25453 Lake Wohlford Road, Escondido
With opening day for trout fishing at Lake Wolhford this Saturday, December 13, Escondido’s public works department is making sure it will be a record opener. Lake ranger George Scako reports that 6,000 pounds of Nebraska Tailwalker rainbow trout will be planted by the opener. “Much more than last year,” said Scako.
Scako reported at the November meeting of the Escondido Senior Anglers that a joint agreement was brokered between several of the local water district’s lakes to purchase Tailwalkers in bulk from the Bridgeport, Nebraska hatchery. The lowering of costs gave local districts the financial ability to purchase more fish.
Even though the Nebraska hatchery has to drive their trucks straight through over a two-day period, local fishermen say the extra cost in transportation is worth it. Tailwalkers are becoming the prized fish in local lakes, as well as up and down the Eastern Sierras.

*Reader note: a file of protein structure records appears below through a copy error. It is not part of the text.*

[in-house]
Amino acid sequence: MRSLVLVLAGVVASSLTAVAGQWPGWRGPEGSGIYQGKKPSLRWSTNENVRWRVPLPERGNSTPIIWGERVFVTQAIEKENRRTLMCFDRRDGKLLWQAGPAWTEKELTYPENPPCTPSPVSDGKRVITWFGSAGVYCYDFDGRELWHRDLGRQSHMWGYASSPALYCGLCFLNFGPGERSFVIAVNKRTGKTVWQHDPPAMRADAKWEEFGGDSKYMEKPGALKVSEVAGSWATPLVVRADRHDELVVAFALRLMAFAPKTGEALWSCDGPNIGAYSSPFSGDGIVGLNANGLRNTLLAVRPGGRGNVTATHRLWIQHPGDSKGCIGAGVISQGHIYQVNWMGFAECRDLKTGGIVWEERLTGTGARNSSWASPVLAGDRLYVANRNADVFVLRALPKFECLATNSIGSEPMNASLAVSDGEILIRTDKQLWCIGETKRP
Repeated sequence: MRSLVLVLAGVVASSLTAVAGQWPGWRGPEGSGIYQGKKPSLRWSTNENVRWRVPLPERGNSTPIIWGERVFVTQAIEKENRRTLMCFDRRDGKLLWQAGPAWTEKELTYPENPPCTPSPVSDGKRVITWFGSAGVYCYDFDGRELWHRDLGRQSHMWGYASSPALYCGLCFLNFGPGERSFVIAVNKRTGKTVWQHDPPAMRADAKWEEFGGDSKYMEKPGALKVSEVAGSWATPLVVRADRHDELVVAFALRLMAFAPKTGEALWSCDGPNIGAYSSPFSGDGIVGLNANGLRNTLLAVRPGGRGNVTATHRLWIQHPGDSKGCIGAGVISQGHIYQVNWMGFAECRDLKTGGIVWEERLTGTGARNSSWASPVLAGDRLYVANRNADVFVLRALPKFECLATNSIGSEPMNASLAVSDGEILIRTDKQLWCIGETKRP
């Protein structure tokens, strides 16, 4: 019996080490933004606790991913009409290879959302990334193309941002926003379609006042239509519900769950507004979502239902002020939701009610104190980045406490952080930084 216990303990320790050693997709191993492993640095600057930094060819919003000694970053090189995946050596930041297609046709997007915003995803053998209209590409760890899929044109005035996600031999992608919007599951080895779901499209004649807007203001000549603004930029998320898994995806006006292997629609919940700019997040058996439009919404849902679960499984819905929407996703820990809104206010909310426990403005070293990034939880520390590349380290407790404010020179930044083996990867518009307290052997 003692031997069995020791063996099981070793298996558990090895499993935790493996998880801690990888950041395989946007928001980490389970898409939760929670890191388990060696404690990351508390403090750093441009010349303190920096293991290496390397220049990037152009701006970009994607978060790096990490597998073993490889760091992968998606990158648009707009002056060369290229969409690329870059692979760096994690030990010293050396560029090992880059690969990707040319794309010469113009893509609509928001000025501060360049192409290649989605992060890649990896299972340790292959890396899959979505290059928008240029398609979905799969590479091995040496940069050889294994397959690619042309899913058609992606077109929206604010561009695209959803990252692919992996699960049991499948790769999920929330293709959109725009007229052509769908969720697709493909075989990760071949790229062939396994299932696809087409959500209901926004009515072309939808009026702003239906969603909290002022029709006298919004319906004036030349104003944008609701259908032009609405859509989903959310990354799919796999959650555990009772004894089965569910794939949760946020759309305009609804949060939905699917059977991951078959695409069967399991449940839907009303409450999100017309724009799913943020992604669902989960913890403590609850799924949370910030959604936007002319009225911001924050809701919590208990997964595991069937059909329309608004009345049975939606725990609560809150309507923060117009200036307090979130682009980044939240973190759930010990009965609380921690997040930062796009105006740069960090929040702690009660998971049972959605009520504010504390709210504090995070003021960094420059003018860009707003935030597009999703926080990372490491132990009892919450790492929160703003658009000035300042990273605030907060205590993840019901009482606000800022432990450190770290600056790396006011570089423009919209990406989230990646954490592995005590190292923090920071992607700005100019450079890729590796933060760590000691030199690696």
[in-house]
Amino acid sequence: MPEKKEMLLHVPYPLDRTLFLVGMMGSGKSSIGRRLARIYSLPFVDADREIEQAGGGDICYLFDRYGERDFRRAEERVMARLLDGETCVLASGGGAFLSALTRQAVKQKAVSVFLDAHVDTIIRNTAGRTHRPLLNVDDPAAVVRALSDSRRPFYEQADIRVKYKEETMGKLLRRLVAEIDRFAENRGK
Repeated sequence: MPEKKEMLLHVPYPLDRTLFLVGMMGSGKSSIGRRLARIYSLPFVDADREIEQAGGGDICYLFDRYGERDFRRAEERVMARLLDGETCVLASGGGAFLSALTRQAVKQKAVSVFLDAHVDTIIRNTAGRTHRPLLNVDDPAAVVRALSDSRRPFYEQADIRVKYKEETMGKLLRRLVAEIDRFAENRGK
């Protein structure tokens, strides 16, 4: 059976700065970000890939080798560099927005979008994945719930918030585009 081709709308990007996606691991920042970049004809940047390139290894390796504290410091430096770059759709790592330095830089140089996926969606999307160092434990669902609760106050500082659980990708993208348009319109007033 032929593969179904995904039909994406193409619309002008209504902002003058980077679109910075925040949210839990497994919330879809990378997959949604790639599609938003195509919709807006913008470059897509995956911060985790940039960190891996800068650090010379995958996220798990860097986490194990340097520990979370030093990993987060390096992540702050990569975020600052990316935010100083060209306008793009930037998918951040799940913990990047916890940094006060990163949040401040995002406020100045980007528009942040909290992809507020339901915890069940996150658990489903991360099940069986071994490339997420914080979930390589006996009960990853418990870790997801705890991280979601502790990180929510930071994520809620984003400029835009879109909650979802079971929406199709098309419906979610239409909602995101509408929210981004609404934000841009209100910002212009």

Tailwalkers generally start at several pounds in size, while most California Department of Fish and Wildlife plants weigh less than a pound — same for those coming from closer private hatcheries in Whitewater (Palm Springs area) and Lassen.
Phanomuanh Khounborin of San Marcos holds the lake’s record for a rainbow — a Tailwalker weighing 16.95 pounds, caught in March last year, using a nighcrawler.
The Wolhford trout season should last until mid-April if we have a normal winter. Water temperatures have to be cooler that 70 degrees for trout to survive. Escondido’s other lake, Dixon Lake, had to delay its scheduled November 12 trout plant and its 36th annual Trout Derby until December 5, on account of the warm water.
Ranger Scako reminds that no personal boats, kayaks, or float tubes are allowed in the lake due to the invasive Quagmire mussel, which has attacked most SoCal warm-water lakes. City-owned boats are available to rent.
Built in the 1920s, Lake Wolhford, in 1952, became the first lake in the county to start planting trout. In 2016, construction of a new, larger, and safer dam will begin. Once completed, the surface water area will be doubled from the low, drought-reduced level it is today. “That’s assuming we get rain,” said Scako. Wohlford’s watershed is from snowmelt and wells draining down from Palomar Mountain.